The Island of Zanzibar: Spanish Dancer Divers

We approached Spanish Dancer Divers on Nungwi beach as it was recommended by Goasis. They offered a practice dive which was an hour in 1-2 metres of water the day before the dive. As a new diver this was a great comfort, especially as I have asthma and had been told previously in Australia that I couldn’t dive. Since then, however, I had researched various companies, read travel blogs and sought medical advice. I had spoken with a friend of mine who is a dive instructor who was certain that my mild asthma wouldn’t be any kind of issue on a beginner dive. I decided I’d play it by ear. If my asthma had been bad in the days preceding the dive, I wouldn’t go.

dive4When the day came I went for it and couldn’t be more glad.

When we were getting equipped, we laughed that I was given a smaller tank than the others as I’m so short and were pleased that all four of us fitted in the same size wet suit! Vicky and I took our lesson together. We learnt three skills: how to clean your mask , how to purge your mouthpiece and how to locate your mouthpiece should you drop it. We performed all skills perfectly fine and were then allowed to go for a practice dive! It was amazing. The sight was clear, the sand was golden and I saw two pretty little zebra fish swim right past my eyes. At one point I was yanked up by my instructor as I was inches away from kneeling on a sea urchin which would have really hurt!

After a while, I realised I couldn’t see the instructor or Vicky. With slight panic, I looked up and considered making my own way to the surface. I looked up and saw them about a metre above me on the surface. When they returned I couldn’t figure out what the problem was. I offered my hand to her and she took it. I figured then that the was a problem with her Buoyancy Control Device. She couldn’t sink. I tried to pull her down but she kept floating upwards. At the end of the dive, she was very frustrated. She had dived before and had never had a problem. We joked that her big boobs were acting as a flotation device! She was told to ’empty her lungs’ which at the time, neither of us understood.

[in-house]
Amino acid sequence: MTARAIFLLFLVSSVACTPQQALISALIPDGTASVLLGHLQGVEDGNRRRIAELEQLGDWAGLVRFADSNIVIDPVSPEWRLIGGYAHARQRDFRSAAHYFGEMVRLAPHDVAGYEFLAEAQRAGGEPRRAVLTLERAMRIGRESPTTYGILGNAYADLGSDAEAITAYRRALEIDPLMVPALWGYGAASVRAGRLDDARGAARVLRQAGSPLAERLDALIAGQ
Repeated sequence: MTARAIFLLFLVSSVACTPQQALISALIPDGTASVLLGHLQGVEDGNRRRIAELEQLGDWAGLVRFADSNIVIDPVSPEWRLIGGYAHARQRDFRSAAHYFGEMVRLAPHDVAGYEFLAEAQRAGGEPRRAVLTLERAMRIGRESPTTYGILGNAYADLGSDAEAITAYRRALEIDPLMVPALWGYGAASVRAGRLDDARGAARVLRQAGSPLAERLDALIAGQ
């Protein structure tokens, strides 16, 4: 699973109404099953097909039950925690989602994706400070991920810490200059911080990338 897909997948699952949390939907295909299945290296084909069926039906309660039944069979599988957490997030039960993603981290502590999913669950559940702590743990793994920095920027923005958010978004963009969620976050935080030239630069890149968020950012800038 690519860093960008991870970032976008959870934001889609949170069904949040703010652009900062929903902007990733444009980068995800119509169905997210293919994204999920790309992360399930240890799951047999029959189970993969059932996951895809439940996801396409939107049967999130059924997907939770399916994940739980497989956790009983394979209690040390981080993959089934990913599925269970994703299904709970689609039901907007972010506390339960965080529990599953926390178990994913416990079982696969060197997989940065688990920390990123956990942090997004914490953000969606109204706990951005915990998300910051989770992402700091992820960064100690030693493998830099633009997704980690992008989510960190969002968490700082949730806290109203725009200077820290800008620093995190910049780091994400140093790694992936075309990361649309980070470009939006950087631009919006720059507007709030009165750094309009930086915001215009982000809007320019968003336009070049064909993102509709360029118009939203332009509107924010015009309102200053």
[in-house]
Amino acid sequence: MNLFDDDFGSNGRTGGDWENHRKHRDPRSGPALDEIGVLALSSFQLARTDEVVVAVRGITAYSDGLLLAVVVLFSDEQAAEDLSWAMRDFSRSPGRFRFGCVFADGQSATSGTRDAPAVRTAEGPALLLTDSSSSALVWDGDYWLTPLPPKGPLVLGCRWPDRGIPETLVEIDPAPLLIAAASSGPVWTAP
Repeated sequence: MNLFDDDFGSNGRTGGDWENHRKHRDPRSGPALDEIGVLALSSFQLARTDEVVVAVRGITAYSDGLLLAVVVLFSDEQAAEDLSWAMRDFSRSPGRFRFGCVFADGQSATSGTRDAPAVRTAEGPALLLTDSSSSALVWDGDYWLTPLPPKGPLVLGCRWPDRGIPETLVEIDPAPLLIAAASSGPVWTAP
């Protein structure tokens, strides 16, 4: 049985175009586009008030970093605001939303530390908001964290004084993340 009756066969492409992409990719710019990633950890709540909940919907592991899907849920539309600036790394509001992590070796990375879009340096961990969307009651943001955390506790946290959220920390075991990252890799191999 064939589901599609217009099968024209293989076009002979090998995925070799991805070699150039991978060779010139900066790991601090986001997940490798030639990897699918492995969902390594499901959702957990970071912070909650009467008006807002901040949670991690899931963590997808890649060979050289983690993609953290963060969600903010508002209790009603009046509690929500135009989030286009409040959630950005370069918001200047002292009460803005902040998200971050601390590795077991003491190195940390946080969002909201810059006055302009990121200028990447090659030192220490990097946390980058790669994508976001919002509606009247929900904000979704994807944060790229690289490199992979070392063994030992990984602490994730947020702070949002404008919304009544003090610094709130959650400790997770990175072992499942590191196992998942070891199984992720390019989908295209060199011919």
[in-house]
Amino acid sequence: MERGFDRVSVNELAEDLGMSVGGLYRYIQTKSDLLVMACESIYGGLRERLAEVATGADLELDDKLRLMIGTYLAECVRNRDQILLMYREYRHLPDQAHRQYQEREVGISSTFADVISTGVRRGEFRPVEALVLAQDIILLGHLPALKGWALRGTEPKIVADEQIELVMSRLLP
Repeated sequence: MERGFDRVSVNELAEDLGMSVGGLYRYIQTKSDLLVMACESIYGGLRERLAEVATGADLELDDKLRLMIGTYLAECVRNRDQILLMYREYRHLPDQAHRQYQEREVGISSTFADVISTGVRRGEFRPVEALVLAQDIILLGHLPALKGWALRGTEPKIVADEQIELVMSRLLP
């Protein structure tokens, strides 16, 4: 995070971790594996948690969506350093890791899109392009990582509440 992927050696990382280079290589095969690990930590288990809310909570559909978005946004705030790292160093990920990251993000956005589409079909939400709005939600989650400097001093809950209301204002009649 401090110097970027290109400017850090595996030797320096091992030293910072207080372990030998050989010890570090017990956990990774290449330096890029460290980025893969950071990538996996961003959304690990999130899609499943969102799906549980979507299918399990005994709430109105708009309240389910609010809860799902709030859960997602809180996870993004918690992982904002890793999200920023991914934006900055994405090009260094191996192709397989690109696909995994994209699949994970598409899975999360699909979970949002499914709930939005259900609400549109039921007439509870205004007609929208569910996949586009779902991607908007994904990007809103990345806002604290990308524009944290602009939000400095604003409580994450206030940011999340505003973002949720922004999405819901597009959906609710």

dive18Two days later, it was dive day. We took a slightly more sturdy boat than the one on dolphin diving day to a place called Mnemba. The instructors dressed us up in our scuba gear and then told us to dive backwards off the boat. This part sounded terrifying, so I did my best to ignore my instincts and follow the instructions of the experts. With one hand over my mask I toppled back into the sea and it was a lot less traumatic than I expected. I felt the water rush over me, but found myself upright in no time at all. When we were all in, we used the anchor to pull ourselves down to the bottom of the sea.

It felt so strange to be breathing under the sea, that my mask wasn’t filling up with water and that I couldn’t feel the heavy tank or tight wet suit at all. We followed the wall of coral at a depth of about 10 metres. The colours of the corals were quite dull; browns, reds and yellows, but this meant that the fish stood out even more. Bright yellow trumpet fish, orange and white two band clown fish and more stripy zebra fish. I even saw a spotted moray eel peering out from the bottom of a rock.

As a group of four, it was quite hard to get your own space and we frequently bumped into one another. On one occasion, I took a flipper to the mask. I had to stop and empty out all the water and although it didn’t hurt, it took my eyes a few minutes to cry out all the salt! After this I found myself floating up and the instructor had to pull me down a few times. I didn’t really notice as we were on our way up anyway. When we were up again, Vicky said that she figured that emptying your lungs means to breathe out and hold it empty for a second. We had a snack and a drink and after a short rest went back in for dive number two.

This time we were allowed to take our cameras in. Once we were down, I “emptied my lungs” and noticed the difference immediately. I snapped away on my underwater camera, not really paying attention to whether or not it was working and enjoyed every second. We couldn’t resist taking some selfies too, especially when Sarah had a problem with her mask and Nikki, Vicky and I were told to stay at the bottom… We took loads! Half way through this dive I began to feel quite tired and breathing became a little more challenging. I concentrated on taking slow breaths and soon got distracted by a school of fish swimming in a line, almost encircling us on their route. I could see that Nikki wanted a go with the camera, so we gingerly freed my wrist and tightly fastened it on to her. I’m really pleased that I did as she got great shots of me in the deep. This time we saw more of the same, as well as star fish, angel fish and a friendly greyish blue one that was more than happy to be tickled!

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We were well looked after by this company, and our instructors, Tanya and Roberto, were very good at answering our questions throughout. I would highly recommend this company and cannot wait to dive again sometime in the future…

We spent that afternoon lying on the beach taking in the incredible clear sands and sparkling seas of Zanzibar. The colours are so striking and unbelievably vibrant. That night I had the most delicious Carbonara at a beach side restaurant. The Cosmopolitan was great too and it was a perfect end to our time in Zanzibar.

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